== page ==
Drawings and Sketches by Sergei Eisenstein
People who are passionate about cinema are familiar with Sergei Eisenstein’s films and cinema theory; fewer people know of his enthusiasm for drawing. Ever since his childhood in the Latvian city of Riga, Eisenstein has been drawing, eventually producing five thousand works over the course of his lifetime, with only a short break in the 1920s when he made his first films. The drawings were playful, funny, provocative, and inventive.
Drawing for Eisenstein was a means to develop a visually effective language, which he applied in his work as film director. He drew circus scenes, story boards for his films, sketches to map out his filming process, as well as erotic, sacrilegious, and sexual scenes. The drawings were private affairs to Eisenstein, sources for his amusement and also a form of freedom, emotionally and artistically, from the pressures, often political, he experienced in his work. Some of the drawings were in-jokes meant to be shared with close friends; and some drawings were given away as gifts.
In 1931, Sergei Eisenstein worked in various locations of Mexico on the film project “¡Que viva México!”, produced by Upton Sinclair and a small group of investors. During this time, which included an intimate affair with his Guanajuato guide Jorge Palomino y Cañedo, the production of Eisenstein’s drawings resulted in a dramatic increase. His interest in line and the interplay of figures showed his connection to the work of Mexican muralists including Diego Rivera, whom Eisenstein first met in 1927, and whose work he greatly admired. At the end of his Mexican adventure, he told his friend Anita Brenner, that drawings were just as important to him as film writing and film production.
“it was in Mexico that my drawing underwent an internal catharsis, striving for mathematical abstraction and purity of line. The effect was considerably enhanced when this abstract, ‘intellectualized’ line was used for drawing especially sensual relationships between human figures.” —Sergei Eisenstein, 1947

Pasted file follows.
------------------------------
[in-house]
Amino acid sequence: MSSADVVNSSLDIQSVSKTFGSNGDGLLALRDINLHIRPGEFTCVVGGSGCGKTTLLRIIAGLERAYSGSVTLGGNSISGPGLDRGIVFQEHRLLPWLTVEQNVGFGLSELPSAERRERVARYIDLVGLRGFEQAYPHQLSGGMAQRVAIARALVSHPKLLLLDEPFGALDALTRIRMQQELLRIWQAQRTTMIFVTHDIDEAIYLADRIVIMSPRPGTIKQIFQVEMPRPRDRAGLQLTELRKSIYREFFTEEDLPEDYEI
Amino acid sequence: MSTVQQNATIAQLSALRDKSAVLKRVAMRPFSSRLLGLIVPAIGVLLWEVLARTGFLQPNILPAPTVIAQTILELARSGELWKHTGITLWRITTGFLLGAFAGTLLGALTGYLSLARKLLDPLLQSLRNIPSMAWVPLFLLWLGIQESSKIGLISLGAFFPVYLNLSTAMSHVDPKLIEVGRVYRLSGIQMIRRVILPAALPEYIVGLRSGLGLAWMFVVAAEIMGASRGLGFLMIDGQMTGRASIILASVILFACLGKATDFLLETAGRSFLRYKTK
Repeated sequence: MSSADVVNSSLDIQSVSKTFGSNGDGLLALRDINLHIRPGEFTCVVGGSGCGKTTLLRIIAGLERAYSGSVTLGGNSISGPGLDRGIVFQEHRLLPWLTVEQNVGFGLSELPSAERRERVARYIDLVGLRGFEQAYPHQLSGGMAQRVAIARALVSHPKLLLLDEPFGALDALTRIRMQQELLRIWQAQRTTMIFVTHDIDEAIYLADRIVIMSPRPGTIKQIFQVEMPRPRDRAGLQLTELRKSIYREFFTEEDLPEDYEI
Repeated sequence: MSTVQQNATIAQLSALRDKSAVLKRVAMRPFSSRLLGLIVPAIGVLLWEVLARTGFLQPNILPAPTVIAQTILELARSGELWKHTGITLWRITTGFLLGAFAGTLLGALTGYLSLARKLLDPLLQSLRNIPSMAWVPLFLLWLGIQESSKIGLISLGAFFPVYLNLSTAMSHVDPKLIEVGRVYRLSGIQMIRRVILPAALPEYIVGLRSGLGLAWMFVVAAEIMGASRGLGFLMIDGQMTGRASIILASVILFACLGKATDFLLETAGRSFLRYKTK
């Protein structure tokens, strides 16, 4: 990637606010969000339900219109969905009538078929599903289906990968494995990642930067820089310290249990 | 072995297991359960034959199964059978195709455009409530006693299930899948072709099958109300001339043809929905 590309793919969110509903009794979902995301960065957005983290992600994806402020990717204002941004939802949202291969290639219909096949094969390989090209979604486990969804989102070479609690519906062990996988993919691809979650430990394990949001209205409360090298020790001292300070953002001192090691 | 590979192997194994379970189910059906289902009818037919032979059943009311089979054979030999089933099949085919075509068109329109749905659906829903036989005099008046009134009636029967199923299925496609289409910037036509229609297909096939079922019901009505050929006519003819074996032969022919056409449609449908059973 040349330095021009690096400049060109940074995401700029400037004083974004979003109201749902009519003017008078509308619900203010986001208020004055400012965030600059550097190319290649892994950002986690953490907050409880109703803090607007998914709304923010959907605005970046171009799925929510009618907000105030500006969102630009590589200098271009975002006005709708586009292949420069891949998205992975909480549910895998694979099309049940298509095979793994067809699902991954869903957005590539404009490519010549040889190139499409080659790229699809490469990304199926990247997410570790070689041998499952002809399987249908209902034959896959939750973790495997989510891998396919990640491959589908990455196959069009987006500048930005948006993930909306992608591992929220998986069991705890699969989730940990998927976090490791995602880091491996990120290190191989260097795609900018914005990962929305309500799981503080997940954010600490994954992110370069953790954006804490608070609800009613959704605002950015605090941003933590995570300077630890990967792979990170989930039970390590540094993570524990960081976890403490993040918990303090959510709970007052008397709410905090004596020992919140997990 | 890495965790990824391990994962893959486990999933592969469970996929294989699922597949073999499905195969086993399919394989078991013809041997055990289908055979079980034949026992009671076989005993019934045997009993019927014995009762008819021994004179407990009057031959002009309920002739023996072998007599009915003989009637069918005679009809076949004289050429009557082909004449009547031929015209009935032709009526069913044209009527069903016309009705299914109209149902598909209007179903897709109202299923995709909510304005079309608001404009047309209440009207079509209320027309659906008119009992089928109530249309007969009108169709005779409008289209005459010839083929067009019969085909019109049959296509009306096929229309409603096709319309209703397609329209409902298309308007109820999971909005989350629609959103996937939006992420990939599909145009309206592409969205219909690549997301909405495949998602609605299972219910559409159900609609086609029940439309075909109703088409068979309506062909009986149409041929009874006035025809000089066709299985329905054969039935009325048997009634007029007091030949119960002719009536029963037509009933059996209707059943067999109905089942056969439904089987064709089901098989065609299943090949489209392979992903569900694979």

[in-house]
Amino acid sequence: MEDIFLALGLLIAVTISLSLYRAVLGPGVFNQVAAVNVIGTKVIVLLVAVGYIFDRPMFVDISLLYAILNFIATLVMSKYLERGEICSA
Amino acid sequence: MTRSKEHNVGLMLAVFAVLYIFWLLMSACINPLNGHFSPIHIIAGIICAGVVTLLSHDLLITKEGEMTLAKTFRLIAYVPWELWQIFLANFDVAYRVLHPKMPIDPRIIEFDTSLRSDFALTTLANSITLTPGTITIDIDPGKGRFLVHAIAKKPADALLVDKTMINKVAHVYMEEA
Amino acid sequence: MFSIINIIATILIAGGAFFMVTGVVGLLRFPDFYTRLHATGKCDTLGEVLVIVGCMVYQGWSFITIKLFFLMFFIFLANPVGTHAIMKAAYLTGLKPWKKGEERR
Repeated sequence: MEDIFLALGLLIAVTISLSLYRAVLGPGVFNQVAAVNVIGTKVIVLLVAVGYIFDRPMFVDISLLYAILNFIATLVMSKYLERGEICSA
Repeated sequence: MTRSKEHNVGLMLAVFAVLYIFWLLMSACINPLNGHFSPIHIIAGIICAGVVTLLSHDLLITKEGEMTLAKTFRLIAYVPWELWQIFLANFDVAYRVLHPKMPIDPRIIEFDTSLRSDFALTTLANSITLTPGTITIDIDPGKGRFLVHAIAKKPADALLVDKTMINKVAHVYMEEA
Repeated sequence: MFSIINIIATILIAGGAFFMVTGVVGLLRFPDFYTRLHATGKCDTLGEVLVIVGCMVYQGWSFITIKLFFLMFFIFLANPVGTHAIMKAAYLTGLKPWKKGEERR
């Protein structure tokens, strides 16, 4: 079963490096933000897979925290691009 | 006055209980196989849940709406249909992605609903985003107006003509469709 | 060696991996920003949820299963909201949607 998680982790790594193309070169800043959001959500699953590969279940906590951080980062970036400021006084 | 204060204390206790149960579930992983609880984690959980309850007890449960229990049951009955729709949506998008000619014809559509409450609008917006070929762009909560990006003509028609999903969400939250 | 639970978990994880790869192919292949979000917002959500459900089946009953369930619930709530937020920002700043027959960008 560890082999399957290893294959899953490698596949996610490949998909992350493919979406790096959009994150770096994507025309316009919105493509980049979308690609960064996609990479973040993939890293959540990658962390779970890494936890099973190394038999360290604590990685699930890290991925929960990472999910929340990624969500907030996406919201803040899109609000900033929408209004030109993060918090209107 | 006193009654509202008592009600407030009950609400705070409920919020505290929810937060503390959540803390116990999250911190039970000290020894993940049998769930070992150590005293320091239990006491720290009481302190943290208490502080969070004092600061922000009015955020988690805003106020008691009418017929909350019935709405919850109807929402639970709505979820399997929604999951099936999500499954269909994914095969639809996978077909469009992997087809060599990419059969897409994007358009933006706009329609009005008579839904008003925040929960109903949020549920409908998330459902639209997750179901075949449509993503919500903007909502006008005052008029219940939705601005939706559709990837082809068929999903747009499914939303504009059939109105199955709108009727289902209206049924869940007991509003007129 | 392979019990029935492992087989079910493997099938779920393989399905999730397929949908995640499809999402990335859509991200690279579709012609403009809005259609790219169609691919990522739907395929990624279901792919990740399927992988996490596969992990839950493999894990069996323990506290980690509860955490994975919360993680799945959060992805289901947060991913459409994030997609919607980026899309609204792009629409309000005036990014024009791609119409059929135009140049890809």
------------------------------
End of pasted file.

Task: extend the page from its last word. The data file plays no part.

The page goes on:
Drawings done after Eisenstein’s return to the Soviet Union are no less provocative than the Mexican ones, but they are more sparsely articulated. In these later works, Eisenstein used line only, minimizing the shading and shaping of figures. Included in these, we find two sketches for an unrealized film on Alexander Pushkin; several drawings done during the filming of his “Ivan the Terrible”; and а series that appears to have been inspired by George Grosz’s images of maimed war veterans.
After Eisenstein’s death, his widow, Pera Atasheva, gave most of his drawings to the Russian State Archive of Literature and Art. She did not release a relatively small cache of about 500 drawings that had sexual subject matter, because Atasheva feared that they might be considered harmful to the Eisenstein’s legacy. Later, she passed them for safekeeping to Andrei Moskvin, a friend and the cameraman who had worked with Eisenstein on the filming of “Ivan the Terrible”. After perestroika, Moskvin’s descendants sold the drawings to a private collector in the west.
Eisenstein’s drawings kept at the Russian State Archive were first shown in 2000 at the Drawing Center, a not-for-profit art institution, in Soho. New York, A first-show exhibition of the drawings, once held safely by Andrei Moskvin, were shown at the contemporary art gallery Alexander Gray Associates in New York in early 2017.